4. Become a charity King or Queen

    Know that every time you donate clothes, books or toys to a charity shop you are helping people. Rather than let things clutter up your drawers they could be doing good in the world. Separating yourself from your belongings becomes easier if you are doing it for a purpose.

    5. Remember objects don’t define the person

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    For years I kept a snowboard in the corner of my sitting room as it represented the person I wanted to be — bold and carefree. I live in a country that doesn’t have mountains with snow. I wasn’t very good at the sport and at best I could go snowboarding once a year. Sounds ridiculous when you look at it objectively, but for me it represented a part of my life I didn’t want to let go of. Selling my snowboarding gear was a liberating experience. I felt the moment I let it go out the door I matured. I am who I am and don’t need an object to express my personality.

    6. Create rituals to prevent clutter creep

    If you manage to de-clutter and get things under control, how are you going to prevent the clutter from coming back into your life?

    Create rituals. Do the washing up straight after dinner, get the children to tidy their toys before bed, tidy up time comes before lunch every day. By creating rituals for certain events they become so much a part of your everyday life they don’t feel like a hassle. These little rituals just like brushing your teeth before bed become semi-automated and help to keep your life under control.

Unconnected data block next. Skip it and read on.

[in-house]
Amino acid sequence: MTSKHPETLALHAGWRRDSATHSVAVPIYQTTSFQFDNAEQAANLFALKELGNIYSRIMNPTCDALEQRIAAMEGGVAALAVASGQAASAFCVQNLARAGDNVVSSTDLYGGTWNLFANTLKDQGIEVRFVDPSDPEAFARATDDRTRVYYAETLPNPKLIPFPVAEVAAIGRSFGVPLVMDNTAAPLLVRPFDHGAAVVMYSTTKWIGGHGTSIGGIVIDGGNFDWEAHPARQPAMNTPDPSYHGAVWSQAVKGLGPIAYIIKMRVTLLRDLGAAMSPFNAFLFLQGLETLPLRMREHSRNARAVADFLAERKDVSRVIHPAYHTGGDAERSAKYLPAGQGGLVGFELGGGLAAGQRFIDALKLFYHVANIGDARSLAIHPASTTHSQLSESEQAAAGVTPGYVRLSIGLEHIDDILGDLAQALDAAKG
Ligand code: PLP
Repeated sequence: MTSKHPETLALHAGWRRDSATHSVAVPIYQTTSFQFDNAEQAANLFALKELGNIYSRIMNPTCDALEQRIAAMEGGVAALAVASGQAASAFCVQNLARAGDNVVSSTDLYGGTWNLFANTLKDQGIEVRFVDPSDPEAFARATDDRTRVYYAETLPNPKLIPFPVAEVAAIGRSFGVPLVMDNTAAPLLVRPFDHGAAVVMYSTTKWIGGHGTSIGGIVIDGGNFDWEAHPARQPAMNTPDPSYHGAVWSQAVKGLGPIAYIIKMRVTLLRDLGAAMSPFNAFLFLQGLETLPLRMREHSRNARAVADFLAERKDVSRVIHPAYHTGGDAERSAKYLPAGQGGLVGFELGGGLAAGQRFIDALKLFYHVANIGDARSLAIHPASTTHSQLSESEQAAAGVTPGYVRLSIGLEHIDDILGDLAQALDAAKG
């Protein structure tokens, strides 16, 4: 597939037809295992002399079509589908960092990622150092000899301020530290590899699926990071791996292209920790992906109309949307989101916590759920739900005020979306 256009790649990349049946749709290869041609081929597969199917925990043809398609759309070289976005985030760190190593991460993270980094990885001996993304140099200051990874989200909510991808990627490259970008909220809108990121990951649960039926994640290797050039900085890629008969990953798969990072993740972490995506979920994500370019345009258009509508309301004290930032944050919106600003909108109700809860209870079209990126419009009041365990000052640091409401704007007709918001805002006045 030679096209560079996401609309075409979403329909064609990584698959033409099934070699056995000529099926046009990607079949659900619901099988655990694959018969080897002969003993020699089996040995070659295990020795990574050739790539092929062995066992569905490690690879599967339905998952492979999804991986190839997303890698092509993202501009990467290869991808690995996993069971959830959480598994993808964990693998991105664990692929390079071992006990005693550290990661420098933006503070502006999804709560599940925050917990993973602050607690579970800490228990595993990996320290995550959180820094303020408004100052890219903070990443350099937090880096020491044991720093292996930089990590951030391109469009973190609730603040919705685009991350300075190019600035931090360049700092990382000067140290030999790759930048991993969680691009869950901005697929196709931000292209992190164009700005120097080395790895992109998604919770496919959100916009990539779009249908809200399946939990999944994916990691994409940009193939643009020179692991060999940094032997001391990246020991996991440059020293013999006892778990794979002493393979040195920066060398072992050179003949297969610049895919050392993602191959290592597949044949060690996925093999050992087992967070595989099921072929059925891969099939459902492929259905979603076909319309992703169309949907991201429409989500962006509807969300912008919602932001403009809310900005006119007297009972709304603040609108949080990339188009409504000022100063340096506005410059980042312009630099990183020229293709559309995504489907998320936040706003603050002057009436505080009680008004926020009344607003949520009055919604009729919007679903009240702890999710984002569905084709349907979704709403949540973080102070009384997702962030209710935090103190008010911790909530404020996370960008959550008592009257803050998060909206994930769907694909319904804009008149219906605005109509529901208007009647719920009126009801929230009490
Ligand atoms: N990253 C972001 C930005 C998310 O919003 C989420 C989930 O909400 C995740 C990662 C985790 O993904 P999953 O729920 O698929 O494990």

7. Music and celebration

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    Turn on your favorite music and get started. Music can uplift and inspire, it can turn the most mundane task into something enjoyable. When you have finished acknowledge your achievements and reward yourself, something you should do with all areas of your life. Great things deserve recognition and celebration. Treat yourself and admire your hard work.

    If you have any more de-clutter tips I would love to hear them

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    Ciara Conlon

    Productivity coach, speaker, blogger and author of Chaos to Control, a Practical Guide to Getting Things Done